We have all seen the human face of such uncertainty, the uniquely agonizing
human toll for those whose loved ones were aboard such flights. To those who
have endured such uncertainty, we offer our deepest sympathy.
It is our hope that the work we do here today can help to prevent such
uncertainty, while providing investigators the data that they need.
A wider effect of such tragic events is the loss of confidence that they
engender among the flying public.
In our age of seemingly unlimited information, we can sit at our computers
and call up aerial or street-level views of our homes. Our cars know precisely
where they are on a GPS grid. There are apps for our smartphones that can show
us where our friends and family members are.
Against this backdrop of ubiquitous information flow, when a flight cannot be
located, an incredulous public asks:
“How can they possibly lose a plane?”
But the application of new technology in aviation is itself a complex and
consequential process. Introducing new technology on an aircraft that carries
300 people, or into a navigation system that has to track thousands of aircraft,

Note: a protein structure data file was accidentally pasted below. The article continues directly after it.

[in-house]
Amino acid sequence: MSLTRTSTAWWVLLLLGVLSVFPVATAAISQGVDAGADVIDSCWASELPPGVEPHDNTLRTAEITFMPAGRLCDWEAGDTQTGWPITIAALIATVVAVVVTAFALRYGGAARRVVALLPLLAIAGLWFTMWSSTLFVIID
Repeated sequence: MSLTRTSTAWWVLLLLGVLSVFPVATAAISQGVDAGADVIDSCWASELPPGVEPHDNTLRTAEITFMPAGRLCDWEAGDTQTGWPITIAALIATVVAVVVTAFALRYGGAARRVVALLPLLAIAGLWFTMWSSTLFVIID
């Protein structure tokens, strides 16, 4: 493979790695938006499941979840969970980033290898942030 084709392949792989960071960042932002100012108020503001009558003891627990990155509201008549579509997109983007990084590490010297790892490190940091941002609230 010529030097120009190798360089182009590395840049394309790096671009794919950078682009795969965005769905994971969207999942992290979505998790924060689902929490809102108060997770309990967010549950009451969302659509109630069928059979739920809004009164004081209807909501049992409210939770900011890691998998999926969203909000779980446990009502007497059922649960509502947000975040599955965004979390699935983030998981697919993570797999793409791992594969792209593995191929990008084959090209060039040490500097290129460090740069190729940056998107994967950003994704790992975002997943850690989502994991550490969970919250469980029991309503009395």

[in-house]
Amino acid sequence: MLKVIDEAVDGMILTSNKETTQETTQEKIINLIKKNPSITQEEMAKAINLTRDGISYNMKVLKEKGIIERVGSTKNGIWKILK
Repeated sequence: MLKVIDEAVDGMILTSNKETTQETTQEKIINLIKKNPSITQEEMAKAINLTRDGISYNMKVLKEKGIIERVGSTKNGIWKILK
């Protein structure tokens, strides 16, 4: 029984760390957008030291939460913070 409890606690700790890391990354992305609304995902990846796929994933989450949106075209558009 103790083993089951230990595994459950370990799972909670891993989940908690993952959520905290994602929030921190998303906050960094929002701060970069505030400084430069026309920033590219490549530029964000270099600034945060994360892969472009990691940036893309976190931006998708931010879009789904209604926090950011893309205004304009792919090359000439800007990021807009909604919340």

requires forethought and caution.
The costs, downtime, maintenance, and training have to be accounted for in
the aviation industry. Regulators must harmonize their efforts across the global
Above all, it is of paramount importance to avoid unintended consequences
that may compromise safety.
A quick fix based on a hasty conclusion could result in lesser safety
benefits. Worse, such a “quick fix” could introduce hazards of its own.
In recent years, significant advances have been made that can aid in the
location of aircraft wreckage and help collect, transfer and distribute recorded
These innovations can be packaged and integrated in many ways. But to have
confidence in the benefits of any products or technologies, we need to fully